Wednesday, June 13, 2018

Celebrating & Growing Strawberries at Harmony Valley Farm

By Farmer Richard

Immature Strawberries
Strawberry Day is upon us and we hope you are making plans to visit our valley to celebrate this year’s strawberry harvest.  We are only in our first week of strawberry picking, which is about 10-14 days behind our “normal” strawberry season due to the cold, wet spring.  This year’s strawberries are looking good, and taste great!  In most years our Strawberry Day is near the end of the season whereas this year we’re just beginning the season.  Before we go any further, I want to mention a few important things for this year’s Strawberry Day event.  Normally we don’t worry too much if the kids (or adults) crawl, roll or run through the patch.  They are having a great time and we’re usually done picking most of the berries so there isn’t too much harm that can be done.  This year, we need to limit the amount of frolicking through the field.  We are proud of this beautiful field and really need to make sure we treat the plants gently and tread lightly so we don’t damage the plants or the immature berries that we want to preserve for picking over the next few weeks.  We’ll limit the traffic to our early varieties including Earliglow and our new early variety called Galletta.  These two early varieties will be in full production.  Some of our mid-season varieties are starting to produce some beautiful berries, but we need to try to stay out of this section of the field so we can continue to have abundant berries for two more weeks!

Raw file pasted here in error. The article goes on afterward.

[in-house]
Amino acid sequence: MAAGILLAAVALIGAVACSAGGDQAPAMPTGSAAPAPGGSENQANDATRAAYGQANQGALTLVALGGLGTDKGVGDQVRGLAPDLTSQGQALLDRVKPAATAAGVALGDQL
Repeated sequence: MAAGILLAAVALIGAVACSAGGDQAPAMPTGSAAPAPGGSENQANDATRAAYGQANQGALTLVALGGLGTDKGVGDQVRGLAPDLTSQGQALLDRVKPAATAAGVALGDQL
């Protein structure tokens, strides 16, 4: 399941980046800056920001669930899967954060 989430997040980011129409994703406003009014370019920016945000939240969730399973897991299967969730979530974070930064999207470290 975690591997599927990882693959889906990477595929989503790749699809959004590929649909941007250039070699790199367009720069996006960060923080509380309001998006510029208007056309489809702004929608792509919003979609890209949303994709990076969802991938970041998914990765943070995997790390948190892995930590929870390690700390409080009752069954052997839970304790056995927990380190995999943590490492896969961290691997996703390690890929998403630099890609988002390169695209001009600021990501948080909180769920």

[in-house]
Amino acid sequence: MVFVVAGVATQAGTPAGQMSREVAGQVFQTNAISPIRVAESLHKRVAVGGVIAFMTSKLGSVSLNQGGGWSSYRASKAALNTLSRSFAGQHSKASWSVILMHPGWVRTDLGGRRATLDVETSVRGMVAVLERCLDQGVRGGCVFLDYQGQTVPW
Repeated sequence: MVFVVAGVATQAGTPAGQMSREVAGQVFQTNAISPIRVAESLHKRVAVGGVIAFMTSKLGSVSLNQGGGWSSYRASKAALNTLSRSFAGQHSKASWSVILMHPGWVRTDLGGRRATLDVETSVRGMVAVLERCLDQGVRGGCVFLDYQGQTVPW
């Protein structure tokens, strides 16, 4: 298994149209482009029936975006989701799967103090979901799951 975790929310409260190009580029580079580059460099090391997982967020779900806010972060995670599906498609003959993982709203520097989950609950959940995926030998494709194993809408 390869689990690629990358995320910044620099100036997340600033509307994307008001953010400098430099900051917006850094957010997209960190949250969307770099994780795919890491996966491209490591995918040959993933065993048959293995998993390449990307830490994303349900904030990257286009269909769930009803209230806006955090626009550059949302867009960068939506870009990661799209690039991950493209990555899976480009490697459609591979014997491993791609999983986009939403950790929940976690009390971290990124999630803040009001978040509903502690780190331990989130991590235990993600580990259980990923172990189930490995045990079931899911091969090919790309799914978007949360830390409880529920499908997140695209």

This year's strawberry field--streamers to deter the birds!
As you prepare for your trip to the farm this weekend, please remember to pack your ballet shoes (tutu not required) so you can walk gracefully through the field like a ballet dancer and watch where you step! While I understand many members really enjoy participating in the “Heaviest Berry Contest,” we will not be able to host this activity this year.  Many of the big berries that are going to be tempting to pick will be in the part of the field that will not be open for picking.  The competition can get pretty intense some years and we often have excited participants leap off the wagon so they can run through the field in search of the winning berry.  Remember, ballet dancers don’t run.  While they do leap, we ask that you only do maneuvers such as these if you are professionally trained to do so.  Aside from the professional ballet dancers in attendance, we should all consider ourselves amateurs and limit our activity to gentle walking.  Please, do not run through the field this year!  If you do feel a sudden burst of joy coupled with the desire to run, feel free to do laps around the perimeter of the field.  Thank you in advance for your attention to these details.  If we all work together and treat the field with respect, we’ll be able to maximize our harvests this year and preserve the field for another great year in 2019!